All Aboard the Windows 2000 Train: Page 3

Posted December 23, 2000

Valle Dwight

(Page 3 of 4)

Basic administrators might need one or two weeks of training, according to The Learning Tree's Glenn, while Active Directory architects will require up to six weeks in class. Most Learning Tree classes run an average of $800 to $1,400 per week, Glenn says, and the company offers several discount packages when companies sign up for multiple courses. Some companies will also need to add in the cost of travel, per diem, and hotels.

IT Managers Were Asked:
Giga Information asked its clients:

When Do You Plan to Deploy Windows 2000 Server?

Source: Giga Information Group, June 2000

Time Is of the Essence

For many companies, money isn't the main obstacle to extensive trainingit's time. So many companies aren't even fully staffed and they're overburdened as it is, according to DiDio. So how do you spring a guy to go out for a week or more to take a class?

Jay Lane, superintendent of Communication and Information Management for the U.S. Army at Eglin Air Force Base in Fla., has a small staff of three network administrators. They also provide technical support for 100 users. He has had to struggle to get everyone trained for the conversion to Win2K.

Lane and his staff took a one-week off-site training class provided by Learning Tree International, but they could only afford to send one person at a time. We're short-staffed as it is, so while someone's out getting trained we have to put off special projects and just limit our work to putting out fires, he says.

Many of the education centers that hold classes also have facilities to help students stay connected with the office, according to Learning Tree's Glenn, making it easier for staff members to handle crises, even while they're offsite.

Sprint's Toomey found that the online classes helped him stay fully staffed while getting trained. The courses his team took ran from 3 to 6 p.m., which are typically slower hours for the staff. He rotates the staff so only a portion of the team is being trained at any one time.

KnowledgeNet provides all students with police tape, candy, and popcorn to help them focus on the class and ignore their work while class is in session. It's worked out surprisingly well, says Toomey. I told everyone to turn off their pagers and concentrate on the class.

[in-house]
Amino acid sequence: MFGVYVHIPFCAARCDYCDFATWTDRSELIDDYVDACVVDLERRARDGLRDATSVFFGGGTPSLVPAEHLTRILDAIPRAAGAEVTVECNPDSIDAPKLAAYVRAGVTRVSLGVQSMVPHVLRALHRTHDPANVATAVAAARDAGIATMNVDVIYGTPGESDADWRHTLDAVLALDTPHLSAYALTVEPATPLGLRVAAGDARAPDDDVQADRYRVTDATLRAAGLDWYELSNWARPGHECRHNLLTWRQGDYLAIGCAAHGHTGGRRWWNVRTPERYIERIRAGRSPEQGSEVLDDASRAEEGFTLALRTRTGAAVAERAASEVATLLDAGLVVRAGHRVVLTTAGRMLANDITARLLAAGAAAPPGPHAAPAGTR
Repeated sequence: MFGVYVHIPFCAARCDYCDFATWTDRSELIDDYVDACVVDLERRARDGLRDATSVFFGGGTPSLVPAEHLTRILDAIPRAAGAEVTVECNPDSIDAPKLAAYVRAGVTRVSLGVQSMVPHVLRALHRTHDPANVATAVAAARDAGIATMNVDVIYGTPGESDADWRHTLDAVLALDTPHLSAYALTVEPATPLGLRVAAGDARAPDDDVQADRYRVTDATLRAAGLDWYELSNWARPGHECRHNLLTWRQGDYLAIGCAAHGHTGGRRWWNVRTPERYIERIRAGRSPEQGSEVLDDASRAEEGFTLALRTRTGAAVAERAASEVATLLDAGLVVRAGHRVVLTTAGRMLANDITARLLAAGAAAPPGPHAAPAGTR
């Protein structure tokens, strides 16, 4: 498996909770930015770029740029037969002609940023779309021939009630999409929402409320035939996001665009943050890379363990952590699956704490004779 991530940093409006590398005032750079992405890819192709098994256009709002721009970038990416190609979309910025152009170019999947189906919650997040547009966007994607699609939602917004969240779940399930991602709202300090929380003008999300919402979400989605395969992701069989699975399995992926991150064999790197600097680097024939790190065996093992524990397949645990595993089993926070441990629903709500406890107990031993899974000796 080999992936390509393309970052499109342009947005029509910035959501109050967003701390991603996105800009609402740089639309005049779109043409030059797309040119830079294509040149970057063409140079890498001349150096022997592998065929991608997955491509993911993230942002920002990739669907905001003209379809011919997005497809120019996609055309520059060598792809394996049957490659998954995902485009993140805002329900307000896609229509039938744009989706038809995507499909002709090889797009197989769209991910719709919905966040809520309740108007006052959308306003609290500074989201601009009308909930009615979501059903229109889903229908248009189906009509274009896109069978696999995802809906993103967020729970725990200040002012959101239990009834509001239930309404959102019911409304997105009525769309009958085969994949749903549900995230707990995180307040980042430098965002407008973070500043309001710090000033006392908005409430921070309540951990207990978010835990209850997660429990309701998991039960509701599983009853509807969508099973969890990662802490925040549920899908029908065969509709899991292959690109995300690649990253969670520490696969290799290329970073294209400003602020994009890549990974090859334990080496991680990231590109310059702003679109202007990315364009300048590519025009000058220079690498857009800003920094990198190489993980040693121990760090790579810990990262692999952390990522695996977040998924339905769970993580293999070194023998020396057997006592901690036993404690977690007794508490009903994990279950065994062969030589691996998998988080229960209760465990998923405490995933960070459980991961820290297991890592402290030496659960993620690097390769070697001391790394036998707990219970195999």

The online training has been well received by the staff, according to Toomey. The team is so hungry for training, they're motivated to work at it, he says.

Taking Inventory

Once an IT manager gets the green light to train the staff, the first step is to assess the staff's skills and talents to determine who should get trained, when they should start training, and what kind of training is necessary for each individual.

The second a company decides on Windows 2000, it's time to start training, says Mark Rukavina, chief operating officer of at KnowledgeNet. He suggests that companies start by analyzing their top IT people and assess their skills and knowledge. A good rule of thumb is to start out by providing the mission-critical personnel with the most extensive training, then train the more remote users either in an online class or a review level instructor-led class.

One solution is for companies to start by training key people and have them come back to train their colleagues. This way the trained staffers have a better understanding of W2K and can better assess which people need to be trained in which applications. The IT staff will still need formal training, but the training can be more efficient this way, says Giga's DiDio

You can also have the more experienced people set up a formal session to debrief the executives and give them a reality check, DiDio says. They can tell you how tough the training was and help assess the plans for the rest of the staff.

Page 3 of 4

Previous Page
1 2 3 4
Next Page

0 Comments (click to add your comment)
Comment and Contribute


(Maximum characters: 1200). You have characters left.